The Styrian Armoury (Landeszeughaus) is the world's largest historic armoury and attracts visitors from all over the world. It holds approximately 32,000 pieces of weaponry, tools, suits of armour for battle and ones for parades.
Between the 15th century and the 18th century, Styria was on the front line of almost continuous conflict with the Ottoman Empire and with rebels in Hungary. In order to defend itself it needed troops and these troops needed equipment. The Styrian Armoury results from the resulting need to store large quantities of armour and weapons, and was built from 1642 - 1645 by a Tyrolean architect called Antonio Solar.
After about 100 years in use, Austrian empress Maria Theresia wanted to close down the armoury, as part of her centralisation of the defence of Austria. Nevertheless Styria petitioned for the ongoing existence of the armoury for both practical and sentimental reasons. Their petition was accepted and the Armoury was left intact, but largely decommissioned.References:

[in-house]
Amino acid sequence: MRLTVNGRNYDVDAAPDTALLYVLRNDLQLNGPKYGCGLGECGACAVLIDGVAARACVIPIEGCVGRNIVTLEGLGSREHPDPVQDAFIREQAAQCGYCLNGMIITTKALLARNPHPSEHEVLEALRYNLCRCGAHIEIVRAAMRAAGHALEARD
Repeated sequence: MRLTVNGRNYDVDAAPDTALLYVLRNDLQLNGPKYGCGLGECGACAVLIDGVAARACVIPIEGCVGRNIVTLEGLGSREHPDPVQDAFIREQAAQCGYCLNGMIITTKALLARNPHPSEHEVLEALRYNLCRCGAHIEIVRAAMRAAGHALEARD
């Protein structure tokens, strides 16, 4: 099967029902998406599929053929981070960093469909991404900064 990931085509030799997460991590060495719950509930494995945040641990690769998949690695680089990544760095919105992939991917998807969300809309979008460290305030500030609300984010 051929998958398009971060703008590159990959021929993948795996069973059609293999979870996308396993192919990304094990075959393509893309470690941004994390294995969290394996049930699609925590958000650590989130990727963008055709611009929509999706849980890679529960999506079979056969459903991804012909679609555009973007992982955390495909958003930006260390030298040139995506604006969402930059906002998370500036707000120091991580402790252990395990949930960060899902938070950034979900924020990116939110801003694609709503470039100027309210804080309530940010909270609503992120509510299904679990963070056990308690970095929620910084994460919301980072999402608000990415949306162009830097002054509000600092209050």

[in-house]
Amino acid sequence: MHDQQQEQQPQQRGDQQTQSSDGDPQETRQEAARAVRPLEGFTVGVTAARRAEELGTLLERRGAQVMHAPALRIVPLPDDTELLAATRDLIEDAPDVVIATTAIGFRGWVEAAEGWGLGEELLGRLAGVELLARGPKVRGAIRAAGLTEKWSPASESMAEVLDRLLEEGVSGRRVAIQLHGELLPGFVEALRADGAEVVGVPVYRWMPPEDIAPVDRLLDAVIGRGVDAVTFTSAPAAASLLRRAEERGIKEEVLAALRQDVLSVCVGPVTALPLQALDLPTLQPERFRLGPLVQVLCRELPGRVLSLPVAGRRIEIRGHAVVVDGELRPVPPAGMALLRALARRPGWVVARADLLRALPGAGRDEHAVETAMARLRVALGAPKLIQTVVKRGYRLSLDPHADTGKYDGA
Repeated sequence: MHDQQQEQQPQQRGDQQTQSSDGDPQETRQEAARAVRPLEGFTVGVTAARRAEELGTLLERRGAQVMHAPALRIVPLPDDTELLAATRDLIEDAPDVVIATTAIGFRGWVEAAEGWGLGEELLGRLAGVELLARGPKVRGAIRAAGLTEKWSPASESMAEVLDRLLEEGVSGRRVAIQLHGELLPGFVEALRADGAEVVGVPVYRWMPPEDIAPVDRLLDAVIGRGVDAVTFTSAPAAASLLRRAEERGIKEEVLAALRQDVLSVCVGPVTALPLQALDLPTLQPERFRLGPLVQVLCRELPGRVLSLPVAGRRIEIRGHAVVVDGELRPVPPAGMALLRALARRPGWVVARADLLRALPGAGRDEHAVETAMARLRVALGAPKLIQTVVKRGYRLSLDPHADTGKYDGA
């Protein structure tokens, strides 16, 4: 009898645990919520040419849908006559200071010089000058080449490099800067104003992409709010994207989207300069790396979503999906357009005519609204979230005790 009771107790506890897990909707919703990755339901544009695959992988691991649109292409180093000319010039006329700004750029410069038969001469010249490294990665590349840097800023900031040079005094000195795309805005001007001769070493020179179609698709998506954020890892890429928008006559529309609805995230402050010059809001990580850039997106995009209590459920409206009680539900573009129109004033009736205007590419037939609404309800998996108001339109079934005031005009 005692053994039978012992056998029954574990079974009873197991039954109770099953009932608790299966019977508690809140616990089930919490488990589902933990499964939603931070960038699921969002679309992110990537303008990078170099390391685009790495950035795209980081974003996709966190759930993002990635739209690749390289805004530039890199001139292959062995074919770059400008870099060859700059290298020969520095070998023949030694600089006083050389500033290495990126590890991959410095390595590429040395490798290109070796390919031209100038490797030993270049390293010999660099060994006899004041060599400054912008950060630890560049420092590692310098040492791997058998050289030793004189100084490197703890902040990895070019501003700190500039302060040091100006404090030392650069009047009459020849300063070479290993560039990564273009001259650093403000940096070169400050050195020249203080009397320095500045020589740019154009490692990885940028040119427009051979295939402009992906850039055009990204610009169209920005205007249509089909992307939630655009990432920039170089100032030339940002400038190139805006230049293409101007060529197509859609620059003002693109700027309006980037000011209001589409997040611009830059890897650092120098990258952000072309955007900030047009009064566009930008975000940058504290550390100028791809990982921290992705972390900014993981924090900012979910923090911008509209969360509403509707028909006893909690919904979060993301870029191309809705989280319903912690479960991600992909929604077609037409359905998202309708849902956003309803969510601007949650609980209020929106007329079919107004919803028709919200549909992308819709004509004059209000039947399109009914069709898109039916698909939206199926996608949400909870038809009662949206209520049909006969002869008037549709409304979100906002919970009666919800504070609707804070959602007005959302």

Narikala is an ancient fortress overlooking Tbilisi, the capital of Georgia, and the Kura River. The fortress consists of two walled sections on a steep hill between the sulphur baths and the botanical gardens of Tbilisi. On the lower court there is the recently restored St Nicholas church. Newly built in 1996–1997, it replaces the original 13th-century church that was destroyed in a fire. The new church is of 'prescribed cross' type, having doors on three sides. The internal part of the church is decorated with the frescos showing scenes both from the Bible and history of Georgia.
The fortress was established in the 4th century and it was a Persian citadel. It was considerably expanded by the Umayyads in the 7th century and later, by king David the Builder (1089–1125). Most of extant fortifications date from the 16th and 17th centuries. In 1827, parts of the fortress were damaged by an earthquake and demolished.